Bar Mingo

Chef Jerry Huisinga shapes Bar Mingo in much the same way he shaped his previous restaurant, Genoa—through the skillful mastery of simple food.

By Mike Thelin October 9, 2009 Published in the November 2009 issue of Portland Monthly

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The Caprese cocktail and “Straw and Hay” tagliatelle at Bar Mingo.

Image: Thomas Cobb

We might consider taking a cue from the Italians on the subject of celebrity chefdom. “Name one famous Italian chef,” says Bar Mingo chef Jerry Huisinga. When I can’t (Mario Batali doesn’t count; he’s from Seattle), Huisinga reminds me that great cuisine should reflect quality ingredients and classic techniques rather than the names and egos of the people who prepare it. This humble ethos drove Portland’s legendary Italian eatery Genoa, where Huisinga ran the kitchen in relative anonymity for 22 years. In 2008 he took the reins as head chef of Caffe Mingo’s annex, Bar Mingo, and he is shaping this casually modern eatery as he did Genoa—through the skillful mastery of simple food.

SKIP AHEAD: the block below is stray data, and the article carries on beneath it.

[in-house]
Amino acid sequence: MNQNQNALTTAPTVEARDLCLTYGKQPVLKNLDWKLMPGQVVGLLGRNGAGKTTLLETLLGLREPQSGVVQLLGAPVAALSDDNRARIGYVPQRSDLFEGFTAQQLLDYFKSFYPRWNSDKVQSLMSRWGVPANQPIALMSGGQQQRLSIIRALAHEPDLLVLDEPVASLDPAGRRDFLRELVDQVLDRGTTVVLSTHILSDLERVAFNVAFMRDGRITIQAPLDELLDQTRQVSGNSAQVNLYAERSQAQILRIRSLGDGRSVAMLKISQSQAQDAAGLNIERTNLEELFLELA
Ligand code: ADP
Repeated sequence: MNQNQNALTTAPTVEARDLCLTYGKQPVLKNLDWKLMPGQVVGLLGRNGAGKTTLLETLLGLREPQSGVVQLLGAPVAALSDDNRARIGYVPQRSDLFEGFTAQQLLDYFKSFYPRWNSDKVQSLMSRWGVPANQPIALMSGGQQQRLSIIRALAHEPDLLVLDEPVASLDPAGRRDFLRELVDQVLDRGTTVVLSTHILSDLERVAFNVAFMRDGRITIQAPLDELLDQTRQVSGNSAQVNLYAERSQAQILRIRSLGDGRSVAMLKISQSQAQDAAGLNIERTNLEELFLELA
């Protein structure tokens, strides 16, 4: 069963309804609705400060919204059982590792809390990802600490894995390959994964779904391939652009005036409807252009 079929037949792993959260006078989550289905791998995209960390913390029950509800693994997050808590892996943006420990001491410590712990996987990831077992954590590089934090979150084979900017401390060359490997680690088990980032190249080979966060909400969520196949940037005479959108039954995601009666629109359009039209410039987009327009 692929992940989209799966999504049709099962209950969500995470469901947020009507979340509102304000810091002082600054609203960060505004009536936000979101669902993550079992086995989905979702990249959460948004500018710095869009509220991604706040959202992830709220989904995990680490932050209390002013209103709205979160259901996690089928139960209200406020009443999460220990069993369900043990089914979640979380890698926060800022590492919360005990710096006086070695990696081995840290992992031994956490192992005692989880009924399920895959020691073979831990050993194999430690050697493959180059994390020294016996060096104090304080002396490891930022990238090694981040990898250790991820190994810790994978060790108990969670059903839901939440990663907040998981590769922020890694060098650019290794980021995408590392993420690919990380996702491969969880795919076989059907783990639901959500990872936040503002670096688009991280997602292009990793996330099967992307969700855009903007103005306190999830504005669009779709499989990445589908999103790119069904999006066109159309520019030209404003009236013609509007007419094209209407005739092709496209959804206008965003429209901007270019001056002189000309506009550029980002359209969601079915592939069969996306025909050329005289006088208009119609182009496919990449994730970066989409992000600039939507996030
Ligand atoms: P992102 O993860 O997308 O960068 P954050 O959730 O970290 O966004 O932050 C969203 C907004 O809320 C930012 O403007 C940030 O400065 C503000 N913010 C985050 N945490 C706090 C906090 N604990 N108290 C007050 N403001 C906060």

Most of Bar Mingo’s menu is made up of affordable smaller plates that are perfect for sharing ($8 each, or 3 for $21), such as the brightly flavored mint- and pecorino-spiked lamb meatballs in a simple tomato sauce, or calamari sautéed (not fried) with green onion, garlic, and lemon. But there are formidable entrées as well, like the lasagna ($16), which alternates layers of beef and pork ragù with soft blankets of house-made pasta smothered in béchamel and nutty parmesan; and the “Straw and Hay” spinach and egg tagliatelle ($15), served in cream with house-cured ham, chanterelle mushrooms, and parmesan. Pair any selection with an offering from an Italian-heavy assortment of wines, and be grateful to the chef who concocted this flavorful cuisine. Whatever his name is.

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